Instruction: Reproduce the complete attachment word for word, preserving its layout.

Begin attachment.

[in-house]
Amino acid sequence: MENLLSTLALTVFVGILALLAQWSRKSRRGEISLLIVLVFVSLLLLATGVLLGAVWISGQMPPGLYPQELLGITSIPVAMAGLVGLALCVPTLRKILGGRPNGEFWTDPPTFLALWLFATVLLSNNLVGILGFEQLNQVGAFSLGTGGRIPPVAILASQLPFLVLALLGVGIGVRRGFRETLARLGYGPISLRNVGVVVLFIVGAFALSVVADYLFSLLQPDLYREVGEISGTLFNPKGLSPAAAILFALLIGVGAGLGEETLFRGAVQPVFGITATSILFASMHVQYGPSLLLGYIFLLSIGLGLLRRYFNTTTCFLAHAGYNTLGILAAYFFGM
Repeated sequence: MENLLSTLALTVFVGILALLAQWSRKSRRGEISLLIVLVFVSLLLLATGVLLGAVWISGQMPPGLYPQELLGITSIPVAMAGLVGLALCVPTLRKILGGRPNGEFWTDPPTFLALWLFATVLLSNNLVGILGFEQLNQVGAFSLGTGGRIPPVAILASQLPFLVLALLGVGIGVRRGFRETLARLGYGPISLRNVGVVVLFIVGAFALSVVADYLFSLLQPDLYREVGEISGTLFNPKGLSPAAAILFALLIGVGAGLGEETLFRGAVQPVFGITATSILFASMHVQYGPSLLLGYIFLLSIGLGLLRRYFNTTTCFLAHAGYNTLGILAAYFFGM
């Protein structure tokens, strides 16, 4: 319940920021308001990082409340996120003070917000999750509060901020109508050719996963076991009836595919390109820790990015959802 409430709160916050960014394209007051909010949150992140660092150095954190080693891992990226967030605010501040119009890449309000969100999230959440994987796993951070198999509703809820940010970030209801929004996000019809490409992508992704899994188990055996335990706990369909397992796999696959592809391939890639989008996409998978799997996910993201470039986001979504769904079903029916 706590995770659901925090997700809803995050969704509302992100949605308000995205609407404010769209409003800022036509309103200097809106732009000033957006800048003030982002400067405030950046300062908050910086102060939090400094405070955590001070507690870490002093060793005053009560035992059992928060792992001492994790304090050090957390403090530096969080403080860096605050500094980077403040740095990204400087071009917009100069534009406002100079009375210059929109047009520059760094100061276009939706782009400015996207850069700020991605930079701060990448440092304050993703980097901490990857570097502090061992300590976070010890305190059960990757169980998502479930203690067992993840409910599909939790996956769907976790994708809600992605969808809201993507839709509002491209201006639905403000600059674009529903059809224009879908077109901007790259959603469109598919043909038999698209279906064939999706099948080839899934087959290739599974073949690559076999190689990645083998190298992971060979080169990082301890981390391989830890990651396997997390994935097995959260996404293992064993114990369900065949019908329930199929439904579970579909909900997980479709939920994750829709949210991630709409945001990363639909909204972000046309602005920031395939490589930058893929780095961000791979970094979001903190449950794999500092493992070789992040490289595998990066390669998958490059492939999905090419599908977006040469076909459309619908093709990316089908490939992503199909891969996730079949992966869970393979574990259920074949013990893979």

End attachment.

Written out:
[in-house]
Amino acid sequence: MENLLSTLALTVFVGILALLAQWSRKSRRGEISLLIVLVFVSLLLLATGVLLGAVWISGQMPPGLYPQELLGITSIPVAMAGLVGLALCVPTLRKILGGRPNGEFWTDPPTFLALWLFATVLLSNNLVGILGFEQLNQVGAFSLGTGGRIPPVAILASQLPFLVLALLGVGIGVRRGFRETLARLGYGPISLRNVGVVVLFIVGAFALSVVADYLFSLLQPDLYREVGEISGTLFNPKGLSPAAAILFALLIGVGAGLGEETLFRGAVQPVFGITATSILFASMHVQYGPSLLLGYIFLLSIGLGLLRRYFNTTTCFLAHAGYNTLGILAAYFFGM
Repeated sequence: MENLLSTLALTVFVGILALLAQWSRKSRRGEISLLIVLVFVSLLLLATGVLLGAVWISGQMPPGLYPQELLGITSIPVAMAGLVGLALCVPTLRKILGGRPNGEFWTDPPTFLALWLFATVLLSNNLVGILGFEQLNQVGAFSLGTGGRIPPVAILASQLPFLVLALLGVGIGVRRGFRETLARLGYGPISLRNVGVVVLFIVGAFALSVVADYLFSLLQPDLYREVGEISGTLFNPKGLSPAAAILFALLIGVGAGLGEETLFRGAVQPVFGITATSILFASMHVQYGPSLLLGYIFLLSIGLGLLRRYFNTTTCFLAHAGYNTLGILAAYFFGM
């Protein structure tokens, strides 16, 4: 319940920021308001990082409340996120003070917000999750509060901020109508050719996963076991009836595919390109820790990015959802 409430709160916050960014394209007051909010949150992140660092150095954190080693891992990226967030605010501040119009890449309000969100999230959440994987796993951070198999509703809820940010970030209801929004996000019809490409992508992704899994188990055996335990706990369909397992796999696959592809391939890639989008996409998978799997996910993201470039986001979504769904079903029916 706590995770659901925090997700809803995050969704509302992100949605308000995205609407404010769209409003800022036509309103200097809106732009000033957006800048003030982002400067405030950046300062908050910086102060939090400094405070955590001070507690870490002093060793005053009560035992059992928060792992001492994790304090050090957390403090530096969080403080860096605050500094980077403040740095990204400087071009917009100069534009406002100079009375210059929109047009520059760094100061276009939706782009400015996207850069700020991605930079701060990448440092304050993703980097901490990857570097502090061992300590976070010890305190059960990757169980998502479930203690067992993840409910599909939790996956769907976790994708809600992605969808809201993507839709509002491209201006639905403000600059674009529903059809224009879908077109901007790259959603469109598919043909038999698209279906064939999706099948080839899934087959290739599974073949690559076999190689990645083998190298992971060979080169990082301890981390391989830890990651396997997390994935097995959260996404293992064993114990369900065949019908329930199929439904579970579909909900997980479709939920994750829709949210991630709409945001990363639909909204972000046309602005920031395939490589930058893929780095961000791979970094979001903190449950794999500092493992070789992040490289595998990066390669998958490059492939999905090419599908977006040469076909459309619908093709990316089908490939992503199909891969996730079949992966869970393979574990259920074949013990893979």